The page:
Hi everyone, and welcome to my stop on the blog tour for Maybe Tomorrow by Erin Cawood and hosted by the amazing Chick Lit Plus. I’m so excited to have been able to interview Erin and also to share my review with you. Also, there’s some AMAZING giveaways!!
What they say: Welcome to the FORGIVE OR FORGET series, a compelling contemporary women’s fiction love story and family saga series. Cawood’s love inspired medical romance series follows the close-knit McGowan siblings; Keon, Kiera, Cormack, and Cara, as they face the difficult choice between forgiving or forgetting true love after a broken heart.
Does a heart ever really heal from its first break?
On an unseasonably hot night in late September, Dr. Keon McGowan is called away from a family gathering to a hospital emergency. Amongst his patients that night is a blast from his past he’d rather forget. He’ll certainly never forgive butterfly hunter Darcia Davenport for leaving him alone as a single dad while she chased butterflies through the Amazon rainforest.
Coming face to face with the woman who broke his heart after all this time, Keon realises that he has never fully healed from it. But any chance of finding closure is ripped away when Darcy chooses to end treatment and live her final weeks without regret. Can Keon let her go? Or will he fight for the tomorrow they might never have?
MAYBE TOMORROW is an emotional journey of love caught between fate and destiny, and Keon is forced to choose between his head and his heart, his wants and his responsibilities, forgiving Darcy or forgetting all about her, and between a second chance family or an ill-fated heartbreak romance.
**Maybe Tomorrow is only 99 cents while on tour!**
Now to the interview (which was such a joy to be a part of by the way, Erin is lovely!)
Hi Erin, first off, congratulations on ‘Maybe Tomorrow,’ I really enjoyed it!
Thank you! I’m happy that you enjoyed Keon and Darcy’s story. And thank you for hosting me on your website today.
Can you tell us a little bit about Maybe Tomorrow?
When Darcy walked of their marriage without warning Keon McGowan would have done anything to have her back. Then, the baby he didn’t know they had was dropped on his doorstep and he vowed never to forgive her. Ten years later, twice divorced head of A&E, Keon is blindsided by Darcy’s imminent death. She has liver failure and she’s choosing not to have the transplant that will save her life. Darcy wants to die as the Monarch butterflies migrate from Mexico.
In an attempt to change her mind, Keon invites Darcy to his family’s annual weekend get together in Sherwood Forest, asking her to give their daughter Lily, memories of the mother she’s never met. But with the close proximity to Darcy, Keon soon realises that he’s still in love with her. Keon has to choose between supporting Darcy’s right to die and fighting for a second chance at happily ever after, knowing she might still die anyway.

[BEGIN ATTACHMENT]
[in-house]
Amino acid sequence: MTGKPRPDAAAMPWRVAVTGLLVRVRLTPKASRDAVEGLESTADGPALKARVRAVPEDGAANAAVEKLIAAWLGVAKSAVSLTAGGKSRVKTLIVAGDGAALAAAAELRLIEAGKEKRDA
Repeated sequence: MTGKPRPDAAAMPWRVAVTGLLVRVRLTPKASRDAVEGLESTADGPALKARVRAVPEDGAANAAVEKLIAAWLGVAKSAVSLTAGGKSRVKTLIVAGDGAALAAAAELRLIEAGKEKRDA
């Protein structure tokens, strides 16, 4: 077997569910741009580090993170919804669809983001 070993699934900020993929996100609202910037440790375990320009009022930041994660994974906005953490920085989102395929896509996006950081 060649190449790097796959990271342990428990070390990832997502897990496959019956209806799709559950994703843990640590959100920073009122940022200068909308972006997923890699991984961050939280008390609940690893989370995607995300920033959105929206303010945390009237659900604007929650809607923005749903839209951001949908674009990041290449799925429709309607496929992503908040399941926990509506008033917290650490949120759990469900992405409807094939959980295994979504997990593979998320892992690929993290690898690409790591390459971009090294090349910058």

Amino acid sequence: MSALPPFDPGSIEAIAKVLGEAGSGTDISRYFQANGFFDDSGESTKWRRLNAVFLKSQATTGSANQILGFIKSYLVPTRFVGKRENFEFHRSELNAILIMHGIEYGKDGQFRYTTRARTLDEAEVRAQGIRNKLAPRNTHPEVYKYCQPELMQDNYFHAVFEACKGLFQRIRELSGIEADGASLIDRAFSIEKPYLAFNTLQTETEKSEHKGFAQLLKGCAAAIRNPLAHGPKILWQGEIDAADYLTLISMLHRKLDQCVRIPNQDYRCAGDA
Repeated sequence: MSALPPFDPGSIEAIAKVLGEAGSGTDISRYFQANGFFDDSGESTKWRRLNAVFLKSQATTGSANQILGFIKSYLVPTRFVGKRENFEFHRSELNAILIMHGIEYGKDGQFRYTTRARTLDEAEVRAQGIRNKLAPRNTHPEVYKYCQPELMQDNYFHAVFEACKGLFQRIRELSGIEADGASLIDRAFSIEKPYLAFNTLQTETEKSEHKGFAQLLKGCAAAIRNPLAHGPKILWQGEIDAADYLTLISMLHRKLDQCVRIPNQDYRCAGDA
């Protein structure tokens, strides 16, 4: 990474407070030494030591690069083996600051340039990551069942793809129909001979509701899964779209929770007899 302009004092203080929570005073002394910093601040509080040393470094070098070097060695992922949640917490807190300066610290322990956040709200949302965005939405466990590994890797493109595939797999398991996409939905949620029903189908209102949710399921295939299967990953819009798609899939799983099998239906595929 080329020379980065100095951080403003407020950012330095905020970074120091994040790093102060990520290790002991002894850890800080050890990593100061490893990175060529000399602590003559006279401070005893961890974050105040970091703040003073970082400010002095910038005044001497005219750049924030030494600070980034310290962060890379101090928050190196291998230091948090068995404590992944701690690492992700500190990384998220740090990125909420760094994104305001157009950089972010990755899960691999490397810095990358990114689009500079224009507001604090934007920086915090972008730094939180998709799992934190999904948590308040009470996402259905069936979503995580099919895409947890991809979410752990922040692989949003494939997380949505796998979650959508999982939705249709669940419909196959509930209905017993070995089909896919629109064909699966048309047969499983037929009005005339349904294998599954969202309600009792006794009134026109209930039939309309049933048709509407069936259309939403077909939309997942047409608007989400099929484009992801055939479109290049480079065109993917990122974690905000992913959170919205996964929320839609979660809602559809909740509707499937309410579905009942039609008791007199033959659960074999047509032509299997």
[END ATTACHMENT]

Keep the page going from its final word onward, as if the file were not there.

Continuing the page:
Keon’s dealing with a lot. He’s a single parent and the head of the largest trauma centre in London. He hates the fact that his job prevents him from being a father, leaves him to rely on others to raise his daughter and he blames himself for his second wife’s alcoholism and the demise their marriage as a result. He’s eventually doing something about all of that when Darcy swans back into his life and makes him question everything he’s ever believed in, including the reason she left him in the first place.
If I could describe Maybe Tomorrow in terms of television shows, I’d have to say ABC’s Brothers and Sisters meets Grey’s Anatomy. The McGowans are a close-knit family of doctors with a lot of secrets. Its high stakes drama and just when you think you’ve figured it out, someone else throws a plot twist.
Can I ask, what inspired you to write it?
I couldn’t tell you where the inspiration came from. I woke up one morning with Keon in my head telling me he hated butterflies. The love of his life left him to chase butterflies through the Amazon rainforest and seeing butterflies reminded him of her.
Of course… their daughter is totally fascinated by butterflies, just like her mother and therefore he unable to escape from them.
There’s a lot of medical detail in the book, which I found to be very intriguing, can you tell me was there a lot of research to be done?
I had to find a condition that could kill Darcy. Something that would stop Keon’s world from turning, but Darcy could shrug off as ‘nothing’ because she’d been dealing with it for a while and has already had the time to contemplate what she wanted and didn’t want in terms of treatment choices. It also needed to be something that could be both explained by the demands Darcy’s adventurous lifestyle and masked by it.
Hepatitis B attacks the liver. It doesn’t always have symptoms, and those symptoms can be minor such as cold/flu like symptoms, and can be treated without the need for medical attention. But it also possible to manage long term with medication.
I was lucky that on Maybe Tomorrow, I had a team of editors who come from a medical background, and my sister is a medical professional. They all answered a lot of questions and provided a lot of guidance on hospital protocol.